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Hunting by Yourself: by Bill McLeod

14/05/2023 4:00 PM | Bob McMillan (Administrator)

Had a conversation with a senior member of the club the other day, he mentioned the challenges of hunting by yourself. I have long preferred to hunt by myself. I had to think about why that was. 

As a youngster with my first air rifle, I was tasked by my father with shooting introduced birds on our property. He felt that the introduced birds competed with native birds for food and nesting space. After school I would take my rifle and hunt these birds. My brothers were not interested in hunting so I was always by myself. I guess that,  having six kids, my mother thought it good that one at least could occupy themselves happily. When I went to stay with my uncle and aunt I was hard out keen to go hunting. My cousin Diane came hunting with me once or twice, cousin Robert was totally disinterested in hunting. After milking I would take the farm dog and spend the day hunting rabbits and possums. By myself.

On my first deer hunting trip into the Urewera on a club party hunt, I hunted with two other “experienced” hunters who were just a bit older than me. On the second day I climbed to the summit of Mount Tarawera by myself, saw two deer in the carpark and missed both of them. Then my first hunt into the Galatea faces,  staying on a farm. My mate didn’t want to leave the pasture. Acting on the farmers advice, I hunted up the Te Kopua stream intending to climb onto the ridge on the south side of the stream and return that night. I didn’t get that far because I shot my first deer up above the big falls toward the head of the stream. Happily carried out the hindquarters. The next day my older “experienced” mate came with me as we hunted the next stream north.

On subsequent party hunts I was lucky in that some proper experienced hunters took me under their wing and taught me a lot about finding deer. Up on the Kaimanawa faces with Ray Ridgeway, into the Waipari with Sam Lowes, into the Waituhi with Gordon Ford, into the Ruakituri with Eddie Anderton, Clements Mill with Andre van Dreil. Sometimes hunting with my teacher but frequently by myself. Having someone competent in camp was important, giving me the confidence to explore new areas by myself. I found that,  because I was getting deer, new members wanted to accompany me on some of these hunts. That was fine, I enjoyed the company. Found that, after some time, I was taking some of the same teachers into country which was new to them, Ray into the Kakapotahi in South Westland, Sam into the Tauranga Taupo.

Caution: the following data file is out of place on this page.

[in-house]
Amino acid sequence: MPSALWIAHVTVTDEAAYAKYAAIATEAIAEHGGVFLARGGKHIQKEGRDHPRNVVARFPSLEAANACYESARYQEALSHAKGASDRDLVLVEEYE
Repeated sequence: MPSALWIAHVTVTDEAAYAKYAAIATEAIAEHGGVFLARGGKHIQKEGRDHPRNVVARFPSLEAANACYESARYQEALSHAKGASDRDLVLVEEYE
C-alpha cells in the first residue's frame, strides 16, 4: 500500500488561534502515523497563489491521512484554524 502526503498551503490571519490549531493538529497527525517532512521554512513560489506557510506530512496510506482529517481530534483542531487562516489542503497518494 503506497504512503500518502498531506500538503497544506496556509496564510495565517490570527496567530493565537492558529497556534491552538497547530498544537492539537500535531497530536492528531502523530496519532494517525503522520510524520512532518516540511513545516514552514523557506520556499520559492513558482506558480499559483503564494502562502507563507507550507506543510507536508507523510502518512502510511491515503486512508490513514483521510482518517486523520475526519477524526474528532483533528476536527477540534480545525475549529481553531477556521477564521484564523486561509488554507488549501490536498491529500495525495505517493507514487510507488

After some years of private hunting I got a job as a hunter for the Forest Service. This was a different sort of hunting. There was certainly a competitive spirit among the hunters. I think some of us wanted to be the top tally hunter, some,  I wondered what they were doing there. Virtually all our hunting was by yourself. It simply wasn’t efficient to hunt together. Later on , after my stints as a paid hunter, I enjoyed the company of very experienced hunters who I shared a lot of great adventures with. 

How do you go about gaining the confidence and knowledge to hunt by yourself. I think it’s just like any other endeavour, start with baby steps and build up. Understand the basic skills necessary. Firelighting is an absolute must. Even if you use a cooker for all your meals and smokos,  the skill of lighting a fire gives you a confident mindset when in the bush. Map reading and navigation are, again,  vital skills. You will get lost, it’s not a big deal. Having a mental picture of the country you are going into helps immensely. By all means have a mate along with you when taking these baby steps but keep in mind that you may be the one that everyone depends on if things go wrong. Know how to bind up a bad cut or a broken bone. I find that, although I much prefer to hunt by myself, I like to have the company of another hunter when I get back to camp. Other hunters I know don’t mind protracted solo hunting expeditions, I think that the company of an experienced competent hunter gives an added measure of safety in your hunting. 

Heed all the advice about checking weather conditions, letting people know of your intentions, being properly clothed and equipped for the conditions, it is important. 

Then just do it. Challenge yourself. Give it a go, ya mug.

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